The cities designed to be capitals
Two countries will soon move their capitals to different cities, designed and built exactly for that purpose.
Egypt has been building its new, as-yet-unnamed new capital since 2015, about 28 miles east of Cairo. The government hopes to start operating in the city as early as next year, although the project is facing reported delays.
Indonesia announced similar plans in August, picking a jungle-covered area of eastern Borneo for its new capital, which will replace Jakarta.
The two countries are facing similar problems -- both Cairo and Jakarta are overcrowded and congested -- but Jakarta is also one of the world's fastest-sinking cities. It is dropping into the Java Sea due to the over-extraction of its underground water sources, which is causing land subsidence.
Building a capital from scratch, however, is nothing new, and many of today's world capitals are purpose-built, including Washington DC (United States), Brasilia (Brazil), Ottawa (Canada) and Canberra (Australia).
The practice offers many advantages (and a few risks), starting with the ability to pick a specific location within a country -- usually one that sends a message of balance and neutrality.
"The capital is often a compromise," David Gordon, professor of planning at Queen's University in Ontario, said in a phone interview. "In the United States' case, it was a compromise between the rural south and the urban north. And the pick was none of the above, with the Potomac (River) being the boundary between the two.
"The same thing happened in Canada, where the Ottawa River was the boundary between the French-speaking lower Canada and the English-speaking upper Canada. Canberra is partway between Melbourne and Sydney. New Delhi was halfway between Calcutta and Mumbai. And so on."
According to Gordon, most constructed capitals follow one of three planning models: a grand European-style city with large boulevards, modeled on Paris, which was widely considered to be the most beautiful and best planned city in the 1900s; the so-called "garden city," born in England and based on self-contained communities surrounded by green areas; and a modernist approach, which came to the fore after World War II and was appealing because it was an international style, helping achieve the neutrality that many planned capitals aimed for, as opposed to local or national styles.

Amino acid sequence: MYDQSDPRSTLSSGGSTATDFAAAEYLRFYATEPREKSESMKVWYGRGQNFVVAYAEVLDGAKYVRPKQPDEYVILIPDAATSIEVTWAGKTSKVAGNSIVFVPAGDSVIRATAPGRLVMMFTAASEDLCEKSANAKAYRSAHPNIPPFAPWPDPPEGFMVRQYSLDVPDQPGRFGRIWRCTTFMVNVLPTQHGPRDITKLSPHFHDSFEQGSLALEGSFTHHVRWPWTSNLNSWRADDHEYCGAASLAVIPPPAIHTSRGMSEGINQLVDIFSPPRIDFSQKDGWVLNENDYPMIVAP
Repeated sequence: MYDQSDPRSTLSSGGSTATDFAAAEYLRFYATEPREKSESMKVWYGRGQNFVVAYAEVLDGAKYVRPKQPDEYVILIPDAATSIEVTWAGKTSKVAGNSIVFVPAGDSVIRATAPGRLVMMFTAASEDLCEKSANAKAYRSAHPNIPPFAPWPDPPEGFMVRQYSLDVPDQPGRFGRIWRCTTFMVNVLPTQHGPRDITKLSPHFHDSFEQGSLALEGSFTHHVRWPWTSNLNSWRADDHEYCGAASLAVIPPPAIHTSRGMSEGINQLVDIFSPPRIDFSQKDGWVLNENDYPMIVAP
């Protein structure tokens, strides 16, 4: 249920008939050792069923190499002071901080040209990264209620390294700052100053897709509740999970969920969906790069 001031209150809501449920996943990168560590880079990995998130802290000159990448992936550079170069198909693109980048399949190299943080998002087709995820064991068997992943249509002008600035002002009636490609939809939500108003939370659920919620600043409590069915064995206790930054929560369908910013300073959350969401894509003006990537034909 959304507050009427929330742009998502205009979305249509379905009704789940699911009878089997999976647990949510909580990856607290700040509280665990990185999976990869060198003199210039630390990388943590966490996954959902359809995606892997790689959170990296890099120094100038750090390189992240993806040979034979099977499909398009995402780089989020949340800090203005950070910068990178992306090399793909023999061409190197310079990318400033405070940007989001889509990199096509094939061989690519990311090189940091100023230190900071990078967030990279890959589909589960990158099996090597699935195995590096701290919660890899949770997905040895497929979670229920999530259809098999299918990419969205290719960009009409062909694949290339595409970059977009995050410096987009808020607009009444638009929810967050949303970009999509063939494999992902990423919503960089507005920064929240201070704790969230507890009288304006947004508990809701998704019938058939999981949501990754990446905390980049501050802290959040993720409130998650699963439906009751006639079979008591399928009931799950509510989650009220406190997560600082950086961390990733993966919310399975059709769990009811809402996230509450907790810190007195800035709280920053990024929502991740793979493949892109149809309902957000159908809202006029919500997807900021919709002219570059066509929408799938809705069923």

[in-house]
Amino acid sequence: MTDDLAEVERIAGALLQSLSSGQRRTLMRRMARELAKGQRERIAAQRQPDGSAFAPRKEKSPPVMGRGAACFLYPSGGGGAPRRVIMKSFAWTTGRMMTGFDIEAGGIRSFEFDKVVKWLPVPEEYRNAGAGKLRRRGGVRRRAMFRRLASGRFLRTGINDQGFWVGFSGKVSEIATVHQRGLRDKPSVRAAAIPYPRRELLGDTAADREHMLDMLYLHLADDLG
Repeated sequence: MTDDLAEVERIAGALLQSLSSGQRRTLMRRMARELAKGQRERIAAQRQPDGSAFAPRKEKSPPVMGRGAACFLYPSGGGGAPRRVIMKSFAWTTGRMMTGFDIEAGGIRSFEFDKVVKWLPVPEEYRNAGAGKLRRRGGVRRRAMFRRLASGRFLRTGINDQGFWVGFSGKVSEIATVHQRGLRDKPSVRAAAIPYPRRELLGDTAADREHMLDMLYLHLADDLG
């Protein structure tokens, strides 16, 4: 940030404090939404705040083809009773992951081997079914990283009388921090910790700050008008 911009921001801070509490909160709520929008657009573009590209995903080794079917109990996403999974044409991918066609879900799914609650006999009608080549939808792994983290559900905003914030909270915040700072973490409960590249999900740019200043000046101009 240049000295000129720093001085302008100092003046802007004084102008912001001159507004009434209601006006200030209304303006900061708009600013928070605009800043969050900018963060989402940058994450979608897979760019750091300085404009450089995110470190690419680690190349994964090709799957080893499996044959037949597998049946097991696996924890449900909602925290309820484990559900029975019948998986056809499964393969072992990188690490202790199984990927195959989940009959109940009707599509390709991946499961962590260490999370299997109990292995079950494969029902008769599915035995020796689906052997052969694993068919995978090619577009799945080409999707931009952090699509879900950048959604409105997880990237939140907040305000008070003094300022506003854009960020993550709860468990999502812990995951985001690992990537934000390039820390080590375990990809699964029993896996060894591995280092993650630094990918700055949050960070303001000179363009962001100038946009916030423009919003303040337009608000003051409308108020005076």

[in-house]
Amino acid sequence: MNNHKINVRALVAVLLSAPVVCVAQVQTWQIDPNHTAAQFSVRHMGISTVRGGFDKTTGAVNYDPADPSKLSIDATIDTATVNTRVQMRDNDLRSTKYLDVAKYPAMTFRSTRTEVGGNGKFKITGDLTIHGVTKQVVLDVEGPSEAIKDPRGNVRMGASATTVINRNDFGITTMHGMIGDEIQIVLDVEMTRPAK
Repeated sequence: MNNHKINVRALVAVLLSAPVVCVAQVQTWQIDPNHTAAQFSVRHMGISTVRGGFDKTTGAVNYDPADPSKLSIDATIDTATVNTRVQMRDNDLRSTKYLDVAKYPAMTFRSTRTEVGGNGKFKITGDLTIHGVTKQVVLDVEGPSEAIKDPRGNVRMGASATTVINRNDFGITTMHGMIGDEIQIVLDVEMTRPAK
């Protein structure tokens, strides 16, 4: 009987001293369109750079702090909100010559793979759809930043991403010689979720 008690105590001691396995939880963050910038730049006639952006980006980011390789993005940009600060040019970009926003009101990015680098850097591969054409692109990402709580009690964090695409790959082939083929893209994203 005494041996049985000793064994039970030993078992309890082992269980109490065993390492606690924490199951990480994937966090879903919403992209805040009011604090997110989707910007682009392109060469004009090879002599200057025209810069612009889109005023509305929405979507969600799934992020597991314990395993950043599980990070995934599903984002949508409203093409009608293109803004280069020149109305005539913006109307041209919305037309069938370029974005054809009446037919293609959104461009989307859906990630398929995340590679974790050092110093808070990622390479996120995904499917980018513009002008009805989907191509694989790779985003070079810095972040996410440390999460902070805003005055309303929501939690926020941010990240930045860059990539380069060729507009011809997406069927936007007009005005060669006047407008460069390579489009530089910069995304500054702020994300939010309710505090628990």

A prime modernist example is Brasilia, planned by architect Lucio Costa, with key buildings by Oscar Niemeyer. "Brasilia is designed as a single piece, because it was commissioned to two men with similar ideas who were able to impose very simple but very robust rules of urban design," Nuno Pinto, Lecturer in Urban Planning and Urban Design at the University of Manchester, said in a phone interview.
"The city is a UNESCO site specifically to protect its urban design rules, because what is protected is not the architectural components, but the concept of the building and its relation to the surrounding space. You can demolish a building from the 1960s, even if it's designed by Oscar Niemeyer, as long as you replace it with the same volumes," said Pinto.
However, Brasilia has arguably failed in its grand aim of becoming an open and egalitarian capital, and is instead marred by social segregation, according to Pinto.
"Brazil has a history of social segregation," he said. "Lucio Costa, the designer, assumed that he was being equal by guaranteeing that both a judge and a janitor would have a place in the city, but he forgot about the hundred of thousands of people who built the city and were expected to go back to their (home states) but didn't. And for those people, the city didn't provide anything.
"They lived in slums. When Brasilia was inaugurated, these people were relocated in just one day. And they were relocated further away, in new metropolitan areas. (The planners) tried to make a more egalitarian city, a fair city, but they failed."
According to Gordon, it can take time for a capital city to hit its stride, and none deliver in the short term. "The 'short term' for a capital city is 50 years," he said. "Washington was a laughing stock in the 1900s. People said it was a plan without a city. There were huge gaps. The Washington monument was built in the wrong space. It took another hundred years, but now it's hard not to say that Washington is a success.
"Building a capital city is a very long-term exercise. My advice is to aim high, keep your vision on the long term and stick to the plan."
Browse the gallery above to discover some of the world's planned capitals.